obesity and sense of taste

The results of a new study suggest obesity reduces the intensity of taste responses.

Obesity is a sometimes complex condition whose prevalence has been on the rise for decades. Numerous conditions, such as type 2 diabetes, osteoarthritis, colorectal cancer, and depression are directly linked to obesity. Obesity accounts for billions of dollars of healthcare spending every year (1). It is undeniably a significant problem, particularly in developed countries.

Research focusing on obesity has increased in recent years. As a result, there is a growing understanding of both the physiological and hormonal changes caused by obesity. Studies have shown a correlation between increased body fat and a decrease in both a person’s sense of smell and their sense of taste.

Your sense of taste has a significant impact on the type of foods you crave and when you crave them. There are many taste-related neural structures that can alter taste depending on your body’s needs. An area of the brain, known as the nucleus tractus solitarius (NTS) is the first major signal exchange centre on the taste pathway. The NTS has a role in regulating ingestion by assessing information on nutritional needs and altering taste to reflect those needs.

A study recently published in Frontiers in Integrative Neuroscience attempts to explore the effects obesity can have on the function of the NTS and the taste pathway (2).

How did they do it?

The research team used a total of 78 rats and divided them into two groups. One group were kept lean on a standard lab diet, while the second group was fed a high-fat, high-sugar diet to induce a state of obesity, this group was referred to as Diet-Induced Obese group (DIO). Rats from both groups had microelectrodes implanted into their NTS. This procedure had a low success rate however, with only 14 lean and 7 DIO rats providing usable data.

The rats in both groups were exposed to a series of both “traditional” and “naturalistic” taste stimuli. The traditional stimuli included things like sugar, salt, and caffeine, whilst the naturalistic taste stimuli included clam juice, lemon juice, and cream. All stimuli were presented in the same artificial saliva medium.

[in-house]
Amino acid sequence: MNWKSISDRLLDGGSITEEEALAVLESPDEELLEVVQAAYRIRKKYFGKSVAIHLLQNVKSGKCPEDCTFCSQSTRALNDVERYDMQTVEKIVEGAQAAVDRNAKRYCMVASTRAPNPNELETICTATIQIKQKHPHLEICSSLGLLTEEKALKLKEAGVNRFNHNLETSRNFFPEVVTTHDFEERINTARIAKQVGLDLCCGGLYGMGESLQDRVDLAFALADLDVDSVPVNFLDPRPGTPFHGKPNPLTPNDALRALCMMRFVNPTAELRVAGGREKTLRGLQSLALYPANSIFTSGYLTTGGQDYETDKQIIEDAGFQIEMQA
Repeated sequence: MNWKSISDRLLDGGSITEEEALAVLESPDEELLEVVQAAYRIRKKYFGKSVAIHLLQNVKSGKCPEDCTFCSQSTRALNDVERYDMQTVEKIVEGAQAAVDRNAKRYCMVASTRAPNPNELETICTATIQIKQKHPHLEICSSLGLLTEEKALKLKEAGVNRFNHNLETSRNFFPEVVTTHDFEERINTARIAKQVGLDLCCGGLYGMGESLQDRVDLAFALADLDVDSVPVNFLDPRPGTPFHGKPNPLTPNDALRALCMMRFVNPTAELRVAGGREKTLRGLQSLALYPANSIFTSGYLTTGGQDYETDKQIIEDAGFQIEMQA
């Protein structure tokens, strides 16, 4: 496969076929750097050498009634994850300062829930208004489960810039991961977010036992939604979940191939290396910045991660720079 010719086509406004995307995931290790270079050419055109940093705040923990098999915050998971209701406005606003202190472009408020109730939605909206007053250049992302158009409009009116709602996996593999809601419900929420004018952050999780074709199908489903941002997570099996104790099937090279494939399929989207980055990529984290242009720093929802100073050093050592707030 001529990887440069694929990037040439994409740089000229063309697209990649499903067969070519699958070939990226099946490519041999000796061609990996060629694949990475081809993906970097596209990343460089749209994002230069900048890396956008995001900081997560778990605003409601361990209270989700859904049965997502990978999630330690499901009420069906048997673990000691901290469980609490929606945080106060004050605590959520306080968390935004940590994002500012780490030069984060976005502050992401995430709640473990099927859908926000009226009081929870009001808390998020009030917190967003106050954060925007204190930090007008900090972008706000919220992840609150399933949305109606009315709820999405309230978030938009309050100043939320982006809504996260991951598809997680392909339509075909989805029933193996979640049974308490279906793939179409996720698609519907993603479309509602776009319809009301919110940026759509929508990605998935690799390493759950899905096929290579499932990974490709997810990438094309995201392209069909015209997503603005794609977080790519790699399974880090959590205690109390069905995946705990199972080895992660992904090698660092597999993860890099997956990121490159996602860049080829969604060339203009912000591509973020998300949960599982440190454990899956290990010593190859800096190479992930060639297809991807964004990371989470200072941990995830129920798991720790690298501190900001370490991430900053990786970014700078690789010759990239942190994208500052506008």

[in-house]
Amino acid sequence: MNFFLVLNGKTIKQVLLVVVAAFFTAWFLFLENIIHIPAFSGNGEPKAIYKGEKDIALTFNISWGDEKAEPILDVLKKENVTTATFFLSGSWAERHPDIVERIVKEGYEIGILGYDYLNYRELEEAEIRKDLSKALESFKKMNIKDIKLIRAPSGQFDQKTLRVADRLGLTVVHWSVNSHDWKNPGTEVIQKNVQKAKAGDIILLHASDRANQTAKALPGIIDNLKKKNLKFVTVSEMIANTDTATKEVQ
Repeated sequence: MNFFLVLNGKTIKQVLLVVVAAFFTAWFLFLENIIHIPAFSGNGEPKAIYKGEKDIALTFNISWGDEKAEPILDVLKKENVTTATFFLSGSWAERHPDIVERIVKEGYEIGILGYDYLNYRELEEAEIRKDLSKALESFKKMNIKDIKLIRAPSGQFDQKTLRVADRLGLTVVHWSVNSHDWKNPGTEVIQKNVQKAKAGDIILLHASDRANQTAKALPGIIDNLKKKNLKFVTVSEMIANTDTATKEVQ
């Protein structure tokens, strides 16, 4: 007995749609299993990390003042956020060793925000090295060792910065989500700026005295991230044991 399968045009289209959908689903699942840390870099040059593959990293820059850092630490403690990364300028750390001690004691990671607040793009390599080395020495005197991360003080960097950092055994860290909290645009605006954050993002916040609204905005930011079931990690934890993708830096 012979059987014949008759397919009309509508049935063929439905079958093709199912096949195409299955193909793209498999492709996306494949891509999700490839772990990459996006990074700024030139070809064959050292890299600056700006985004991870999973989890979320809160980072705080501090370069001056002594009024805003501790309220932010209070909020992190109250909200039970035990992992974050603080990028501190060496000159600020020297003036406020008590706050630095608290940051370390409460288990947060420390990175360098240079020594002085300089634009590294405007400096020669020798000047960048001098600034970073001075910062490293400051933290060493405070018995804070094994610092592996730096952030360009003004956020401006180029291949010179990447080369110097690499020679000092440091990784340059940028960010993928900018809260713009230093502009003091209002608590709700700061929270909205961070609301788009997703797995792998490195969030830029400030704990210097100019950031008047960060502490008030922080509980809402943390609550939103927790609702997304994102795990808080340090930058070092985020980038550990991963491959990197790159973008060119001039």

The implants in the NTS allowed the researchers to measure neural responses to the various taste stimuli. At the conclusion of the experiment, the rats were sacrificed to allow any structural changes within the NTS to be examined.

So what did they find out?

There were a number of interesting findings. The main results were that the NTS cells of DIO rats were less sensitive to taste stimuli. The responses measured by the microelectrodes in the DIO rats were smaller in magnitude and shorter in duration. There was also a longer time interval between the firing of the taste response cells in the DIO group. These differences were consistent across the various taste stimuli. When the brain tissue of the rats was analysed, the DIO rats had developed a greater number of taste responsive cells in the NTS.

What does this mean?

Essentially the results of this study suggest that obesity dulls the response to taste. Taste cells become less sensitive to taste stimuli and the NTS develops more cells, most likely in an attempt to compensate for the reduced function of the existing cells.

These findings are potentially of great importance. In order to tackle any problem, it is important to fully understand it. This study enhances our understanding of the obese condition. Taste stimuli are closely linked with appetite and food choices. This study suggests that obesity negatively impacts the sensitivity to taste stimuli, dulling the taste response to food. This may impact on a person’s food choices and ultimately their body weight.

Interestingly, this study contradicts previous research in one area. Studies in humans have suggested that the reward stimulus in response to palatable sugar tastes was dimmed in obese people meaning they required more of these particular stimuli to attain the same level of reward. Similarly, research has suggested that while taste sensitivity to sweet tastes was blunted in obese rats, other tastes (e.g. salty, bitter etc.) were unaffected.

However, the DIO rats in this study showed lower taste stimulus across the entire range of taste stimuli compared to the lean rats. The authors suggest a possible explanation for this. The NTS is the first synapse in the taste pathway and it may be that the second synapse (the parabrachial nucleus of the pons) governs taste preference and amplifies or decreases signals from the NTS depending on preferences.

While there is clearly more work to be done, this study represents an important, often overlooked, piece in the puzzle that is the obesity epidemic.

Written by Michael McCarthy

References:

  1. Janssen I. The public health burden of obesity in Canada. Canadian journal of diabetes. 2013;37(2):90-6.
  2. Weiss MS, Hajnal A, Czaja K, Di Lorenzo PM. Taste Responses in the Nucleus of the Solitary Tract of Awake Obese Rats Are Blunted Compared With Those in Lean Rats. Front Integr Neurosci. 2019;13(35).

Image by StockSnap from Pixabay

Facebook Comments